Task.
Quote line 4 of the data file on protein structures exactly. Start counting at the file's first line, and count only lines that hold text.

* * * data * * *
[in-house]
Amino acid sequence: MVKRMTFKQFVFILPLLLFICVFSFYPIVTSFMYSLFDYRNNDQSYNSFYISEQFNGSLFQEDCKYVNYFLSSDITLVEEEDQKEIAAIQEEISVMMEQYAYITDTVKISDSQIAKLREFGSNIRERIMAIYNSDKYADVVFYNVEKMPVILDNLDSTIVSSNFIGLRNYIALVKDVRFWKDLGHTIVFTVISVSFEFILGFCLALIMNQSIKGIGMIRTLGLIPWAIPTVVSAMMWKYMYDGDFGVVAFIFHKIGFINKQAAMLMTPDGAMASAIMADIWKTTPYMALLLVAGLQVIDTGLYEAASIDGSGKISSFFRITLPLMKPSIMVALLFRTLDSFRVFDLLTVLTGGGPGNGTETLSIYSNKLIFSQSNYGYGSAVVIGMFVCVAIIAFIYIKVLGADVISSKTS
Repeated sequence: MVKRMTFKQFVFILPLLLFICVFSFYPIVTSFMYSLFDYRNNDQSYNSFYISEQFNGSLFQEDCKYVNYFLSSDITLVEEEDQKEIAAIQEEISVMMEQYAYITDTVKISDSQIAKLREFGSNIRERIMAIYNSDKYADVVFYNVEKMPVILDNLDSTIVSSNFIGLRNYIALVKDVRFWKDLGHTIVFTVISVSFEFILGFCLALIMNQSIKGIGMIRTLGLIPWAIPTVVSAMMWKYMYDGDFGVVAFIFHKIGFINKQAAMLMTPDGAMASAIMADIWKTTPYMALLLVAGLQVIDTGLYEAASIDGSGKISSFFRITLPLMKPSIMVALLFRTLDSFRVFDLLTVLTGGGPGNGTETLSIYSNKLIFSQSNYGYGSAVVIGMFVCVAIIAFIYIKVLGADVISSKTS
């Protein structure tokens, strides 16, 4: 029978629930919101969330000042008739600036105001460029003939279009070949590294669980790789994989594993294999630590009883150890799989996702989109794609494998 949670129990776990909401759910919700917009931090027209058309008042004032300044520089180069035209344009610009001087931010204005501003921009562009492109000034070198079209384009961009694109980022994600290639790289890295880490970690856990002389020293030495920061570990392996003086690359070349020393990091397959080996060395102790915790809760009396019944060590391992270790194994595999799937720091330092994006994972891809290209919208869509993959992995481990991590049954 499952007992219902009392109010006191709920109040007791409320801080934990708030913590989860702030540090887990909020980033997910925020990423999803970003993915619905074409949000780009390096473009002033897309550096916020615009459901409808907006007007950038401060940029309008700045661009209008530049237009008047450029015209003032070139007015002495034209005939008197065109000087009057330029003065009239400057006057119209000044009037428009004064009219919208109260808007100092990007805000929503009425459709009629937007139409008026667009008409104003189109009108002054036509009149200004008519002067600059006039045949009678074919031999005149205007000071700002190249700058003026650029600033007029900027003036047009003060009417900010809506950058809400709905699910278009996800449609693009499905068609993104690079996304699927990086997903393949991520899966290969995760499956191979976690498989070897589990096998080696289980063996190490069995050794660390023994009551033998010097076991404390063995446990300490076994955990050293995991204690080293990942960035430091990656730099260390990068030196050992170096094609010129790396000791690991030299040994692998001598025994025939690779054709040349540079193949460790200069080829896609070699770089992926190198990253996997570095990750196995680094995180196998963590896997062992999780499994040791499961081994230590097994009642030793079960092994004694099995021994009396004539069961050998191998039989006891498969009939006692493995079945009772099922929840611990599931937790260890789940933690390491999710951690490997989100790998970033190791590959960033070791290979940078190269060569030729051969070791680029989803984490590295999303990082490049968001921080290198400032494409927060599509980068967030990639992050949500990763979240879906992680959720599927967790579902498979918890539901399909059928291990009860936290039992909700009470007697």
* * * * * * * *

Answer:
């Protein structure tokens, strides 16, 4: 029978629930919101969330000042008739600036105001460029003939279009070949590294669980790789994989594993294999630590009883150890799989996702989109794609494998 949670129990776990909401759910919700917009931090027209058309008042004032300044520089180069035209344009610009001087931010204005501003921009562009492109000034070198079209384009961009694109980022994600290639790289890295880490970690856990002389020293030495920061570990392996003086690359070349020393990091397959080996060395102790915790809760009396019944060590391992270790194994595999799937720091330092994006994972891809290209919208869509993959992995481990991590049954 499952007992219902009392109010006191709920109040007791409320801080934990708030913590989860702030540090887990909020980033997910925020990423999803970003993915619905074409949000780009390096473009002033897309550096916020615009459901409808907006007007950038401060940029309008700045661009209008530049237009008047450029015209003032070139007015002495034209005939008197065109000087009057330029003065009239400057006057119209000044009037428009004064009219919208109260808007100092990007805000929503009425459709009629937007139409008026667009008409104003189109009108002054036509009149200004008519002067600059006039045949009678074919031999005149205007000071700002190249700058003026650029600033007029900027003036047009003060009417900010809506950058809400709905699910278009996800449609693009499905068609993104690079996304699927990086997903393949991520899966290969995760499956191979976690498989070897589990096998080696289980063996190490069995050794660390023994009551033998010097076991404390063995446990300490076994955990050293995991204690080293990942960035430091990656730099260390990068030196050992170096094609010129790396000791690991030299040994692998001598025994025939690779054709040349540079193949460790200069080829896609070699770089992926190198990253996997570095990750196995680094995180196998963590896997062992999780499994040791499961081994230590097994009642030793079960092994004694099995021994009396004539069961050998191998039989006891498969009939006692493995079945009772099922929840611990599931937790260890789940933690390491999710951690490997989100790998970033190791590959960033070791290979940078190269060569030729051969070791680029989803984490590295999303990082490049968001921080290198400032494409927060599509980068967030990639992050949500990763979240879906992680959720599927967790579902498979918890539901399909059928291990009860936290039992909700009470007697």